Howard's mother, Ethel May, moved to Smelterville in 1930 and raised 14 children -- six of them belonged to sisters and three were stepchildren -- here, most of them by herself after her first husband died in 1947. To make money, she killed chickens, picked cotton and cleaned houses.
"I would bring home four of the biggest fryers, I'd cook them and there wouldn't be a bone left," she said.
May, who now lives on Giboney Street north of the old Smelterville area, took in one neighbor child whose mother said she couldn't care for him any more. The woman returned three years later to reclaim him.
"Some of them I fed were neighbors' kids. They didn't have nothing," May said. "I would make sure their hands were clean. Sometimes there wasn't much food left."
The family didn't have running water or indoor toilets, sometimes the gravy was thin, and sometimes they'd awake to find snow on their blankets. But they didn't think twice about it.
"We were happy and we had love," May says.
Her kids grew up patched and clean, and able to take care of themselves.
"We were meaner than junk yard dogs," Howard said. "I would get a whipping at school from Miss Alma Schrader and another one when I got home."
"I'm proud I raised my children down there," his mother said. "Every one of them had good jobs."
When the house flooded, as it did about every other year, they'd move into a tent in the Giboney Woods until the waters began to drop. "We'd try to get in there just as the river was receding so we could use the river water to wash it," Howard said.
They moved away in 1962, the river wearing away their resolve to stay. "The house was getting so bad ... we had poles sticking on one end to keep it from falling over," he said.
Others, including most of the businesses, eventually began leaving as well. Kasten Concrete Products and Consolidated Grain and Barge still are here next to the river.
For long stretches of time, the area supported small stores bearing the familiar Cape Girardeau names of Ratliff, Kelley, Farrell, Dietiker and Lane. Lane's store was known for selling the coldest watermelon in town.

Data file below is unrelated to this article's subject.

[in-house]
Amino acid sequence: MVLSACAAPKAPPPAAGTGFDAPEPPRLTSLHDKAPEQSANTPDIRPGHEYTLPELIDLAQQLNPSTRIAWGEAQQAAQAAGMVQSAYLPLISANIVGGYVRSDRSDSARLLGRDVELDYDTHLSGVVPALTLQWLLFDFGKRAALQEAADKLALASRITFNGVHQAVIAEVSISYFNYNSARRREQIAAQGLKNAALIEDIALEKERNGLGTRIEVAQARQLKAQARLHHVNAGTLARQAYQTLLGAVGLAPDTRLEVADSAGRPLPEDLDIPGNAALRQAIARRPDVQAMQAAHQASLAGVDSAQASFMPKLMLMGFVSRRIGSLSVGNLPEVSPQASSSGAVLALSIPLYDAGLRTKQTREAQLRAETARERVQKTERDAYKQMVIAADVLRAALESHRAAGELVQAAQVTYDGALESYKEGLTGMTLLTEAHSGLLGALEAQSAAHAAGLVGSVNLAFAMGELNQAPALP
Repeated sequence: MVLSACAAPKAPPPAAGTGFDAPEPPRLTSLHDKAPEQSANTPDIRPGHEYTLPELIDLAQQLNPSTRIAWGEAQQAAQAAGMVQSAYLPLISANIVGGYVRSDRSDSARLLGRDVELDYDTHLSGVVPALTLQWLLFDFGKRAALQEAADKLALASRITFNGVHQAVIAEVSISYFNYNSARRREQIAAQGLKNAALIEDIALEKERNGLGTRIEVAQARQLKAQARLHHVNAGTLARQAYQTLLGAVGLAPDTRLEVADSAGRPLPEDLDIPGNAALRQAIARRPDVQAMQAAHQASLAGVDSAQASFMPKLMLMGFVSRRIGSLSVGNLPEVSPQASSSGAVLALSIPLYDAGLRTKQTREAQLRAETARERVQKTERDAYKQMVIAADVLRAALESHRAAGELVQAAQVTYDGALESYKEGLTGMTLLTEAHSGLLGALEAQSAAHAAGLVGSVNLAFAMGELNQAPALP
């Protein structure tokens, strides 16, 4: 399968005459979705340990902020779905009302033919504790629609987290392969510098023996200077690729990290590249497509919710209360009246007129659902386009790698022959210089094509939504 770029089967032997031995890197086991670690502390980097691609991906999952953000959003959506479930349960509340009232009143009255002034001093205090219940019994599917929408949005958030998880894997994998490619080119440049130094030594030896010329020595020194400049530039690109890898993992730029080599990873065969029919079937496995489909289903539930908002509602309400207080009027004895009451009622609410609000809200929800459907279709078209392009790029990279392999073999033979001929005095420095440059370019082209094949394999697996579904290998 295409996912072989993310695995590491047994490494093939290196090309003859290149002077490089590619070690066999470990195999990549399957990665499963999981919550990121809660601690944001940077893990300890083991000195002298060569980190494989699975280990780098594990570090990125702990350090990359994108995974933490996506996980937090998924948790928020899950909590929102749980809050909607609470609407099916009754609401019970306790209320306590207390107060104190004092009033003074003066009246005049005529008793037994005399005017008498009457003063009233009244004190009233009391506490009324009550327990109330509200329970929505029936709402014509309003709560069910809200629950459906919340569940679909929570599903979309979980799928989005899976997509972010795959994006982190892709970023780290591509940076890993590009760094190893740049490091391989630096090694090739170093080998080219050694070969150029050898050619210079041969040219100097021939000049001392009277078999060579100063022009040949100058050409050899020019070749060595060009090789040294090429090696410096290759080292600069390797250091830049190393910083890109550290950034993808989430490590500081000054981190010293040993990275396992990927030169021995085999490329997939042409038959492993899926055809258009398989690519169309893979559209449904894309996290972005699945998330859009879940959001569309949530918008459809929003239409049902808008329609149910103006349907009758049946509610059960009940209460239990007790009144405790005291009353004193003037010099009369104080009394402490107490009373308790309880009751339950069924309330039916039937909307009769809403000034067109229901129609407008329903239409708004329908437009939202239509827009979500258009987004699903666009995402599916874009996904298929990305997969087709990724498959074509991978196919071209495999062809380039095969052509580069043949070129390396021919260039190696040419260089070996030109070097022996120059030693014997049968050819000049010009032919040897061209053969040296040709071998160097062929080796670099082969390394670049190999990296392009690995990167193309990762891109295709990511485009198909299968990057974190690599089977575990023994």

Most of the stores extended credit to their customers, and many saved their soda caps for the ballgames that inevitably developed behind the stores.
Former residents say the late Jake Kitchen, an uncle of current Central High Athletic Director Terry Kitchen, was one of the best soda-cap ballplayers around.
On the east side of the tracks, a madam operated a house of prostitution that reportedly thrived for decades during the middle part of the century.
Said Howard: "She had a bunch of girls working for her. Guys used to come from town in big fancy cars."
He's sure the police were aware of the activity. "Everybody down here knew about it."
In 1950, the area also was served by four churches -- Southside Baptist, Pentecostal Assembly, Holy Family Catholic and New Bethel Baptist.
When high waters flooded the Smelterville area in the summer of 1951, more than half a dozen families moved into a tent city in Houck Woods (also known as Giboney Woods), above. Flies and mosquitoes from the dense woods made living conditions unbearable for those fleeing the flood waters. The rising waters drove out some 150 families during July of 1951. (G.D. Fronabarger ~ Southeast Missourian archive)
During the frequent floods, which have become more severe as the century has progressed, the residents found various places to stay. Many put up tents in the area known as Giboney Woods above the Highway 74 and Sprigg Street intersection.
Sometimes the city housed them at Ford D, the former Civil War battlement, or at the Arena Building. But people who lived in Smelterville say they received and expected little from the city through the years.
"The city never came over there," Howard said. "You just fended for yourself. I think it was because the people over there were so damn independent."
Next: Amid days of debate over substandard housing, the city moves to tear down many of the deteriorating houses in Smelterville, and the river takes care of the rest.